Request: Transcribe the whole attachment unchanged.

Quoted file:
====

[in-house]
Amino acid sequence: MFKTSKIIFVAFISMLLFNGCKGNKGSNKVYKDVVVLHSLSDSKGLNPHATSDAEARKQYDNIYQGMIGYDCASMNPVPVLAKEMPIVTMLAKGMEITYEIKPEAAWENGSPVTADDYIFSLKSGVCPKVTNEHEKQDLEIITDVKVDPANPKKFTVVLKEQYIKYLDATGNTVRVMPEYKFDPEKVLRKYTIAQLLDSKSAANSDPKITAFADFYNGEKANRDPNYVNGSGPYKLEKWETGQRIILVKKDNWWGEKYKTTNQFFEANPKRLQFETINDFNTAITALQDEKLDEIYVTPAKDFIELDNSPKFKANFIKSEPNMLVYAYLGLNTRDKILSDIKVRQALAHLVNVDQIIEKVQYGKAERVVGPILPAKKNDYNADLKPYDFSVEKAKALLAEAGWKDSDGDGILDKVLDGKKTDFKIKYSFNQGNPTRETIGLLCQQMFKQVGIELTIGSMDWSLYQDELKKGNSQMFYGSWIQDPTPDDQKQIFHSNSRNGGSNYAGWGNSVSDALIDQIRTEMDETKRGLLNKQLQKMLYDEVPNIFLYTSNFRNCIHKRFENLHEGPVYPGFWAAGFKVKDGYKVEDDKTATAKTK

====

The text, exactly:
[in-house]
Amino acid sequence: MFKTSKIIFVAFISMLLFNGCKGNKGSNKVYKDVVVLHSLSDSKGLNPHATSDAEARKQYDNIYQGMIGYDCASMNPVPVLAKEMPIVTMLAKGMEITYEIKPEAAWENGSPVTADDYIFSLKSGVCPKVTNEHEKQDLEIITDVKVDPANPKKFTVVLKEQYIKYLDATGNTVRVMPEYKFDPEKVLRKYTIAQLLDSKSAANSDPKITAFADFYNGEKANRDPNYVNGSGPYKLEKWETGQRIILVKKDNWWGEKYKTTNQFFEANPKRLQFETINDFNTAITALQDEKLDEIYVTPAKDFIELDNSPKFKANFIKSEPNMLVYAYLGLNTRDKILSDIKVRQALAHLVNVDQIIEKVQYGKAERVVGPILPAKKNDYNADLKPYDFSVEKAKALLAEAGWKDSDGDGILDKVLDGKKTDFKIKYSFNQGNPTRETIGLLCQQMFKQVGIELTIGSMDWSLYQDELKKGNSQMFYGSWIQDPTPDDQKQIFHSNSRNGGSNYAGWGNSVSDALIDQIRTEMDETKRGLLNKQLQKMLYDEVPNIFLYTSNFRNCIHKRFENLHEGPVYPGFWAAGFKVKDGYKVEDDKTATAKTK